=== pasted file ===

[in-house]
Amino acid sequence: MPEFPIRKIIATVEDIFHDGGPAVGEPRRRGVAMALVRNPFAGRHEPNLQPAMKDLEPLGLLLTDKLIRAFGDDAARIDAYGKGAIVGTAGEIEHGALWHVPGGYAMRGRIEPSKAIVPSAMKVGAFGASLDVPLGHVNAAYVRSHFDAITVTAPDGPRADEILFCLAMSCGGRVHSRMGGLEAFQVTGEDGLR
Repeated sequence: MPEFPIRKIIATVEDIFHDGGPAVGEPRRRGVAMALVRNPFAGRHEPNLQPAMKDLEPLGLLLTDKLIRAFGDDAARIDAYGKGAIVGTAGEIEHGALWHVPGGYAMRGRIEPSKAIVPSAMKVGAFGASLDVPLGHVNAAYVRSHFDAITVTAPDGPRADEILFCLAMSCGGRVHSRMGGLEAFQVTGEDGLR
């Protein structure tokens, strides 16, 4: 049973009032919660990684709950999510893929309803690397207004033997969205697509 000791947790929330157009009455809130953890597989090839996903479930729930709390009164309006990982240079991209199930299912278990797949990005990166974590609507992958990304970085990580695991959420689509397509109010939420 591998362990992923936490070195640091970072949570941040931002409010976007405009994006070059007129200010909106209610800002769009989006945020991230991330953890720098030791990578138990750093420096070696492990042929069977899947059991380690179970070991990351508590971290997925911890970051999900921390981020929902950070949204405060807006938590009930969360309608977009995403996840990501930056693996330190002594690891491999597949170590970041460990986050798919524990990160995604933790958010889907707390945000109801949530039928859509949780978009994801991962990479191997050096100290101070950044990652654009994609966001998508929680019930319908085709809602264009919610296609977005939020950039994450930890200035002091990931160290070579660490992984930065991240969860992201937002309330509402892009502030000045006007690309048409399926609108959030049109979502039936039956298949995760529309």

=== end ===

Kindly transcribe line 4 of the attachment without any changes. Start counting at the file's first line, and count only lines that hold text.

């Protein structure tokens, strides 16, 4: 049973009032919660990684709950999510893929309803690397207004033997969205697509 000791947790929330157009009455809130953890597989090839996903479930729930709390009164309006990982240079991209199930299912278990797949990005990166974590609507992958990304970085990580695991959420689509397509109010939420 591998362990992923936490070195640091970072949570941040931002409010976007405009994006070059007129200010909106209610800002769009989006945020991230991330953890720098030791990578138990750093420096070696492990042929069977899947059991380690179970070991990351508590971290997925911890970051999900921390981020929902950070949204405060807006938590009930969360309608977009995403996840990501930056693996330190002594690891491999597949170590970041460990986050798919524990990160995604933790958010889907707390945000109801949530039928859509949780978009994801991962990479191997050096100290101070950044990652654009994609966001998508929680019930319908085709809602264009919610296609977005939020950039994450930890200035002091990931160290070579660490992984930065991240969860992201937002309330509402892009502030000045006007690309048409399926609108959030049109979502039936039956298949995760529309």